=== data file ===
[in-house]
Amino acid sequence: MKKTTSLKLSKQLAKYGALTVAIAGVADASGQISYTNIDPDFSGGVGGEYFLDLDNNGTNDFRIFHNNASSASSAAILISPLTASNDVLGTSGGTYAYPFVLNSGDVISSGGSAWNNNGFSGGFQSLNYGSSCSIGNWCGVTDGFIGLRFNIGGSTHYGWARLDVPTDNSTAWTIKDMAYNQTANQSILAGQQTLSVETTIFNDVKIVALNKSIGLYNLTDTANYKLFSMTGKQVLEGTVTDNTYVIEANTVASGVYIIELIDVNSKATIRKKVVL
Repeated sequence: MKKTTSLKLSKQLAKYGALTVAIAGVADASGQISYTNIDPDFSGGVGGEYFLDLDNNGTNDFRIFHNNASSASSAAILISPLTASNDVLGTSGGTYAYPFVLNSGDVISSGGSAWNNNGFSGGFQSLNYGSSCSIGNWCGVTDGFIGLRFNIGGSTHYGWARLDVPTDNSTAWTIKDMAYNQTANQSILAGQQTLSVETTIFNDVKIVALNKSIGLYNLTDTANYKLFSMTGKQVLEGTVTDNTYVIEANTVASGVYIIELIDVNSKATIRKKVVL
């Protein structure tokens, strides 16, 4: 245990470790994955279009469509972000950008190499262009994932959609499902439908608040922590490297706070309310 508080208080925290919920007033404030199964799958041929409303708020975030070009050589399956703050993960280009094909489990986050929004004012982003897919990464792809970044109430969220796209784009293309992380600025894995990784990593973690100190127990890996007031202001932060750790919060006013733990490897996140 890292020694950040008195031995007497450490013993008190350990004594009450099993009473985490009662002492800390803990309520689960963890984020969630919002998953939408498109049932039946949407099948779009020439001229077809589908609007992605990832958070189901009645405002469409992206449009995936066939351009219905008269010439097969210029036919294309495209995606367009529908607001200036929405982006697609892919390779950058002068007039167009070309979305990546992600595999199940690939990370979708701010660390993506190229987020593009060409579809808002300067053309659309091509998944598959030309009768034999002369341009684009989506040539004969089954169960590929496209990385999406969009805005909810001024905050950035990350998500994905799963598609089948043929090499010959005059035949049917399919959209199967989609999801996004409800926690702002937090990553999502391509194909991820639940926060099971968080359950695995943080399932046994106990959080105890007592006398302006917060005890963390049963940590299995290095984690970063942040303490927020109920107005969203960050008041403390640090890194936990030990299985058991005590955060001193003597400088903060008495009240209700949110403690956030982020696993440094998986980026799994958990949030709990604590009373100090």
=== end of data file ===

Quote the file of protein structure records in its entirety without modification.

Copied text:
[in-house]
Amino acid sequence: MKKTTSLKLSKQLAKYGALTVAIAGVADASGQISYTNIDPDFSGGVGGEYFLDLDNNGTNDFRIFHNNASSASSAAILISPLTASNDVLGTSGGTYAYPFVLNSGDVISSGGSAWNNNGFSGGFQSLNYGSSCSIGNWCGVTDGFIGLRFNIGGSTHYGWARLDVPTDNSTAWTIKDMAYNQTANQSILAGQQTLSVETTIFNDVKIVALNKSIGLYNLTDTANYKLFSMTGKQVLEGTVTDNTYVIEANTVASGVYIIELIDVNSKATIRKKVVL
Repeated sequence: MKKTTSLKLSKQLAKYGALTVAIAGVADASGQISYTNIDPDFSGGVGGEYFLDLDNNGTNDFRIFHNNASSASSAAILISPLTASNDVLGTSGGTYAYPFVLNSGDVISSGGSAWNNNGFSGGFQSLNYGSSCSIGNWCGVTDGFIGLRFNIGGSTHYGWARLDVPTDNSTAWTIKDMAYNQTANQSILAGQQTLSVETTIFNDVKIVALNKSIGLYNLTDTANYKLFSMTGKQVLEGTVTDNTYVIEANTVASGVYIIELIDVNSKATIRKKVVL
């Protein structure tokens, strides 16, 4: 245990470790994955279009469509972000950008190499262009994932959609499902439908608040922590490297706070309310 508080208080925290919920007033404030199964799958041929409303708020975030070009050589399956703050993960280009094909489990986050929004004012982003897919990464792809970044109430969220796209784009293309992380600025894995990784990593973690100190127990890996007031202001932060750790919060006013733990490897996140 890292020694950040008195031995007497450490013993008190350990004594009450099993009473985490009662002492800390803990309520689960963890984020969630919002998953939408498109049932039946949407099948779009020439001229077809589908609007992605990832958070189901009645405002469409992206449009995936066939351009219905008269010439097969210029036919294309495209995606367009529908607001200036929405982006697609892919390779950058002068007039167009070309979305990546992600595999199940690939990370979708701010660390993506190229987020593009060409579809808002300067053309659309091509998944598959030309009768034999002369341009684009989506040539004969089954169960590929496209990385999406969009805005909810001024905050950035990350998500994905799963598609089948043929090499010959005059035949049917399919959209199967989609999801996004409800926690702002937090990553999502391509194909991820639940926060099971968080359950695995943080399932046994106990959080105890007592006398302006917060005890963390049963940590299995290095984690970063942040303490927020109920107005969203960050008041403390640090890194936990030990299985058991005590955060001193003597400088903060008495009240209700949110403690956030982020696993440094998986980026799994958990949030709990604590009373100090």